Reddish, Trae Young and Kevin Huerter must entice Boston’s backcourt ballhandlers to settle for, “Oh, heck, why not?” contested jumpers and rely on C+C Muscle Factory members John Collins and Clint Capela to limit opportunities for putbacks and second-chances. They’ll get somewhat of a break tonight, as Walker sits and a rested Teague (DNP vs. DEN) starts with assistance from the eager-beaver rookie Pritchard (7 assists, 1 TO vs. DEN; 42.4 3FG% this month), but adherence to defensive principles remains the same. Tony Snell (sore Achilles) is available to help out as well.
At the other end, shooting one’s way out of a slump occasionally entails going 1-for-4 on threes, not 2-for-8 in games like Reddish had on Monday. You’re not getting out from under sub-20-percent perimeter shooting by lofting seven or eight chances every game, as was the case for Cam in the last two losses, extending Atlanta’s record to 0-7 when he takes more than five 3FG attempts (1-2 last season, the losses in blowout fashion versus the Bulls and Cavs).
As he demonstrated by fumbling away Atlanta’s last chance at getting off the mat to seize the lead in New York, Cam is over-dribbling and not electing to pass the ball much. Zero games with four or more assists, while shooting as wretched as he has been, is the definition of a “Ball Stopper”. To cut down on the “BS”, Reddish must understand with his open looks that there’s a reason he’s as open as Narragansett Bay, and he must commit instead to more intentional drive-and-kick action, aided by teammates getting open for passes, helping Atlanta’s offense (52.4 February eFG%, 23rd in NBA and just above Boston’s 51.3%) avoid another day of doomed dormancy.
Cam’s on a streak of eight games with at least one assist, but as Huerter understands (5.0 APG, 1.6 TOs/game, 1.3 SPG and 41.5 3FG% in February) coming away with a paltry one or two assists, and few defensive stops or transition buckets, is insufficient. Red Velvet hasn’t done much of late with his own green light (8-for-30 from the field in last 3 games, incl. 4-for-20 on threes), but at least he gets the hint that if his shot isn’t falling, he has to do more for his team than just keep firing away until it does.
Ainge has exhausted what once seemed to be a treasure trove of other teams’ first-round picks, moves that cemented his “Trader Danny” reputation. Brown himself arrived as a result of the Nets getting thirsty for KG and Paul Pierce in 2013. Tatum came by way of the Sixers’ thirst to move up and take Markelle Fultz, Philly dangling Sacramento’s fumbled 2017 pick as bait.
The Celtics have all of their own future first-rounders in tow, but with the organizational bent against tanking (don’t have anybody recalling the big chase back in the day for Tim Duncan), it’s unlikely to see much of that bearing fruit, not in the form of out-the-box future stars. With eleven Celts under contract for next season, Theis being the most noteworthy exception, with Stevens locked down under a multi-year contract extension, with his middling team over-the-cap and hard-capped, and with Giannis locked down for the foreseeable future, I don’t get the sense Ainge wants to hang around much longer to see things play out.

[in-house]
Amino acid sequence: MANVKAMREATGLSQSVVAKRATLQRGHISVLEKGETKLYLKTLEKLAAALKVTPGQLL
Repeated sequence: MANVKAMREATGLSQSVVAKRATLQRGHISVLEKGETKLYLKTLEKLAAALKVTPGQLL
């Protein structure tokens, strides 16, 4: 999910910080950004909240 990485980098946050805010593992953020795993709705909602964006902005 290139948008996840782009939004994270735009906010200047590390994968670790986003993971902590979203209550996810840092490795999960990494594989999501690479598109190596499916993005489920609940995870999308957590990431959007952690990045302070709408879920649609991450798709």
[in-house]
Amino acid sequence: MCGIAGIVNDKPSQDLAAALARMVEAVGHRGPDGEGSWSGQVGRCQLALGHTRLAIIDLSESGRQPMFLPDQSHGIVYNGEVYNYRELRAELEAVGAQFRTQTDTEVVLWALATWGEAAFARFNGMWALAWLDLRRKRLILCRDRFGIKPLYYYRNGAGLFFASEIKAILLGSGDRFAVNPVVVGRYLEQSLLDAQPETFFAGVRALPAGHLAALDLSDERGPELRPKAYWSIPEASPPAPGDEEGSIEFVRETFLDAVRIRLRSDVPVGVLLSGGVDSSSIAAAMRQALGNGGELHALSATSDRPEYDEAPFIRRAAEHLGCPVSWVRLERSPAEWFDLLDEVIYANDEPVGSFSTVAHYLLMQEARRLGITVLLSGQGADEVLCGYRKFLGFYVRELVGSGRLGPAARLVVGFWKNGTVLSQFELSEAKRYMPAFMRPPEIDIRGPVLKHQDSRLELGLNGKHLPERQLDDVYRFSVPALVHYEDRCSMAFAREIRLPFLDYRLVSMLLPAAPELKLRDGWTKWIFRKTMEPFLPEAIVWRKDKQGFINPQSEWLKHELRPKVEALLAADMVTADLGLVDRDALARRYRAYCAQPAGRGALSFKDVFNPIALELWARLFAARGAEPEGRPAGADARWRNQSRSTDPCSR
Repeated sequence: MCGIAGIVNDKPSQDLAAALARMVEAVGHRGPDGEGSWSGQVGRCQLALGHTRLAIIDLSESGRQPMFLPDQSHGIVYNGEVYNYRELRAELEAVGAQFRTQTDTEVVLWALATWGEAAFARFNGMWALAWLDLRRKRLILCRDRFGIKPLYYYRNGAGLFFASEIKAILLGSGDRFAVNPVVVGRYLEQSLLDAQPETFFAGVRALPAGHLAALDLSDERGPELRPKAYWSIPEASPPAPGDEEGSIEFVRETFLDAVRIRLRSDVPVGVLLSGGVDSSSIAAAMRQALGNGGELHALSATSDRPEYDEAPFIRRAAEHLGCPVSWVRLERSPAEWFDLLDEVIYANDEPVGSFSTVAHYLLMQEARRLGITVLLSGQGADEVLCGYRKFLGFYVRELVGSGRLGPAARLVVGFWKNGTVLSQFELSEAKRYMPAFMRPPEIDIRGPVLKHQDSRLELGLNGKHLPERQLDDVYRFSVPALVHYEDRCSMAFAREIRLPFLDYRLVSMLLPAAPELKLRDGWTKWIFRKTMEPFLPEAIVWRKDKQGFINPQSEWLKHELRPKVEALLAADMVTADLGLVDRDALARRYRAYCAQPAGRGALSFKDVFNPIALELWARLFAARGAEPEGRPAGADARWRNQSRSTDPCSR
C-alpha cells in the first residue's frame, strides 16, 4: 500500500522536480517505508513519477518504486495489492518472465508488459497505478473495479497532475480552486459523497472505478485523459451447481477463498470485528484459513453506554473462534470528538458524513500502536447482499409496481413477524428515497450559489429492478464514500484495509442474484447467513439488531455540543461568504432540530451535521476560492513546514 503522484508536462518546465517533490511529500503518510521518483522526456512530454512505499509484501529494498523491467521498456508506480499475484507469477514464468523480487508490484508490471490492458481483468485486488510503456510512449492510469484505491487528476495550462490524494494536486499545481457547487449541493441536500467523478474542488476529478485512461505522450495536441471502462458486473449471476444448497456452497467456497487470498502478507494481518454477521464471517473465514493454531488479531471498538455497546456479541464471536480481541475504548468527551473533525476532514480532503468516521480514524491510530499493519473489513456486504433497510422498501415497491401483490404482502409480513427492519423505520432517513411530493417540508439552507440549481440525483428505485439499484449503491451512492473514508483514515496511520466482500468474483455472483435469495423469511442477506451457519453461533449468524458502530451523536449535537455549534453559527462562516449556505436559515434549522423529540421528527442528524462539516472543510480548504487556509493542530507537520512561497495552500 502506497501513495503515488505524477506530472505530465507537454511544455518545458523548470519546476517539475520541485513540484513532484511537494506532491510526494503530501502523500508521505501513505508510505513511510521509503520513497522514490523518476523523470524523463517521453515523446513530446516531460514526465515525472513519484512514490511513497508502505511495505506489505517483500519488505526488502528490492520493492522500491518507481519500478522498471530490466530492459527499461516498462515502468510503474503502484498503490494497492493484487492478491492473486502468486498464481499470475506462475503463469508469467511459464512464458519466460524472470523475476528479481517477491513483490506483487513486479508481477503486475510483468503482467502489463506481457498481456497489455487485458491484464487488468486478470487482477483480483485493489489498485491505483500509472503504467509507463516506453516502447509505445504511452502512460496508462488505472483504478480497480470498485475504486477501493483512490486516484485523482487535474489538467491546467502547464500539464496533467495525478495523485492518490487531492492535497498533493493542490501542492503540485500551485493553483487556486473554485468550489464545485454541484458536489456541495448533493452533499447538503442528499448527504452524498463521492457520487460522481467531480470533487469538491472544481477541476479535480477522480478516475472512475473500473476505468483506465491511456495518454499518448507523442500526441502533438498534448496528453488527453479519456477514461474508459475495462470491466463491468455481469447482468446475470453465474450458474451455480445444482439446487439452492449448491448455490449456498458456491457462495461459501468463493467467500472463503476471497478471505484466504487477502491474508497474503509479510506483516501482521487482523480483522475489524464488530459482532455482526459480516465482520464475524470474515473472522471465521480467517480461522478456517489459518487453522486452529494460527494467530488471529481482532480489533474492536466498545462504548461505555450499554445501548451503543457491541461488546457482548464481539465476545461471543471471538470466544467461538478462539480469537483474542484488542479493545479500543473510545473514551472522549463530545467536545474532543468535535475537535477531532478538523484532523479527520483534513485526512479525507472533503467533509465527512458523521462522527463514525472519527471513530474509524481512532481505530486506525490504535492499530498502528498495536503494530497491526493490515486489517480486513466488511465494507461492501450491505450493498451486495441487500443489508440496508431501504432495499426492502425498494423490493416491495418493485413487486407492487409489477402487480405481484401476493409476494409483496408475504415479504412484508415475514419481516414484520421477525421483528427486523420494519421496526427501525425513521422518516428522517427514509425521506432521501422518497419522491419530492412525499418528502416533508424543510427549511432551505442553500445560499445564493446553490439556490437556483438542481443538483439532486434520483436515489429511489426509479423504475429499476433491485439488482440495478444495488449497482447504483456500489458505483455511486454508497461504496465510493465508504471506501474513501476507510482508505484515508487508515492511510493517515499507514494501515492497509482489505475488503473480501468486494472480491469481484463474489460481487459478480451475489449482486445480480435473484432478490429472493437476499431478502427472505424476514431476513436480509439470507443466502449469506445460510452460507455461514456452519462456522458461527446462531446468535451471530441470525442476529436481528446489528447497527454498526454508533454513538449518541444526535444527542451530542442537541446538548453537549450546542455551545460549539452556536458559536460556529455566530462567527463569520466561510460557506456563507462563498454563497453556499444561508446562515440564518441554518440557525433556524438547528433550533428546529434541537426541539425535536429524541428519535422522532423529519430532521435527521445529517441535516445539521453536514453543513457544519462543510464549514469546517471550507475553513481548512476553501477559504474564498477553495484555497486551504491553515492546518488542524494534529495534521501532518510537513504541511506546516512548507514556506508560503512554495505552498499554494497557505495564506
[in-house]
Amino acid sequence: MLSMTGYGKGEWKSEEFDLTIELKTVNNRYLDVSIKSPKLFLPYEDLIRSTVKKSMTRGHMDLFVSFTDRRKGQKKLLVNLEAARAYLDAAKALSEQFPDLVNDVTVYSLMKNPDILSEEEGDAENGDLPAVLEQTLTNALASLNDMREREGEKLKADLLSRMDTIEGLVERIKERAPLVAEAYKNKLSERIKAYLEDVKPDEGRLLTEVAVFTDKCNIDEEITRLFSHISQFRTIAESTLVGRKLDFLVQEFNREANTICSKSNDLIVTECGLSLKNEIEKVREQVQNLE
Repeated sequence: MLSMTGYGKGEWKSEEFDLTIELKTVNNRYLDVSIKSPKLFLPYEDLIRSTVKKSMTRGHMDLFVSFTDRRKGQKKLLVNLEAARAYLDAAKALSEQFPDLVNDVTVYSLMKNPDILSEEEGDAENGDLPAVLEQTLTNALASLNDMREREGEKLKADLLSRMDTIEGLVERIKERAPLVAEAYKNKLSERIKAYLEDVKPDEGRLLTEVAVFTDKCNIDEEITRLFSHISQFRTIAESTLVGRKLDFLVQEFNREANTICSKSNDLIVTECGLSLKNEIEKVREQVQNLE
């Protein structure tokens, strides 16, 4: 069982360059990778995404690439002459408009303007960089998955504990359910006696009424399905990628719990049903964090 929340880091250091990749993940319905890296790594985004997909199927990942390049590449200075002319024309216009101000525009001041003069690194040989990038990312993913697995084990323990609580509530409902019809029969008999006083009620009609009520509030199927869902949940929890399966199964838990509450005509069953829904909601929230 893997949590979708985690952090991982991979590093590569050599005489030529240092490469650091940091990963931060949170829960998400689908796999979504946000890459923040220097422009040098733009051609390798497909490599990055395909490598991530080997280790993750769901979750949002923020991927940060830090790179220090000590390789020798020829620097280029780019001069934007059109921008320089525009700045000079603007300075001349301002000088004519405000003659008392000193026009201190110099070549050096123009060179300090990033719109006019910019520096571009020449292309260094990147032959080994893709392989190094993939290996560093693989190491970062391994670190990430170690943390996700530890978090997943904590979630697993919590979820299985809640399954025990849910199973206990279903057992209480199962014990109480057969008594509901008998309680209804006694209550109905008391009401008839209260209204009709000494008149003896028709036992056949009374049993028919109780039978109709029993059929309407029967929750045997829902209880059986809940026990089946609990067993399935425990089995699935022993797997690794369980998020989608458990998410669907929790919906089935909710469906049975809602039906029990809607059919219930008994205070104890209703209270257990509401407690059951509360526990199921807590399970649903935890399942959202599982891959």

Danny (and eldest son Austin, current Celtics player personnel chief) look West and see a younger son, Tanner, serving as a county commissioner in Provo. Cooper Ainge tried his luck as a walk-on at BYU. Youngest son Crew went to play ball at Utah State before returning to The Bay State to finish his college years at hometown Babson College. Yet another BYU grad, Danny’s nephew was with the G-League’s SLC Stars, waived last week only after injuring his foot in the Glubble.
The Celtics, anchored by passing local legends Tom Heinsohn, KC Jones, Frank Ramsey and John Havlicek, seem to have been the only reason Ainge ever came East, and the organization, with its waning lore, appears to be the only thing still tethering his family to this coast. The destiny is near-manifest.
Out in L.A., LeBron and AD aren’t going anywhere, and you can best believe the wannabe contenders in the Western Conference are willing to do what it takes to get on the defending champion Lakers’ level, and quickly. Portland always feels like they’re a couple pieces away, maybe they’ll seek to demote Neil Olshey and entice Oregon’s prodigal son home. Phoenix is on the come-up, maybe they’ll find room to give Ainge a second chance to make a first impression. Utah would move whatever Ainge perceives as heaven and earth to get him in their front office. Perhaps the Clippers want to saddle up to the table with Boston again, for more of a front-office-oriented swap this time around?
He’s no longer the Young Man he was when he left his prior NBA job. But don’t be too surprised if Danny Ainge jumps on the urge to Go West.
Let’s Go Hawks!
“What’s that you want, Coach Thibs? ICE? ICE? ICE?”
It’s not just our Atlanta Hawks under a cold spell! They’ll get to understand this from a front-and-center view all this week, as it seems the entire Eastern Seaboard, from the Georgia mountains north, has been walking through a winter plunder-land.
By the time Our Fine Feathered Friends depart on Tuesday morning for Boston, after tonight’s game at Madison Square Garden against the New York Knicks (7:30 PM Eastern, Fox Sports Southeast and 92.9 FM in ATL, MSG Network) concludes, the near 40-degree temps will feel downright balmy. It’s probably the only time the Hawks will spend this week free of some combination of frigid temperatures and slippery roads and sidewalks.
Just 0.5 games behind Atlanta (11-15) in the standings, the current 11-seed Chicago Bulls, playing the Pacers in Indy tonight, are the thin layer of ice keeping the Hawks in the Play-In picture. To keep from falling through, unconventionally, the Hawks must bring some warmth to their proceedings with the Knicks (13-15, seeking 3rd straight win) and the Celtics. But on a team that has lost six of their last seven games, with no sign of reinforcements coming in from the cold, who is providing the rays of sunshine?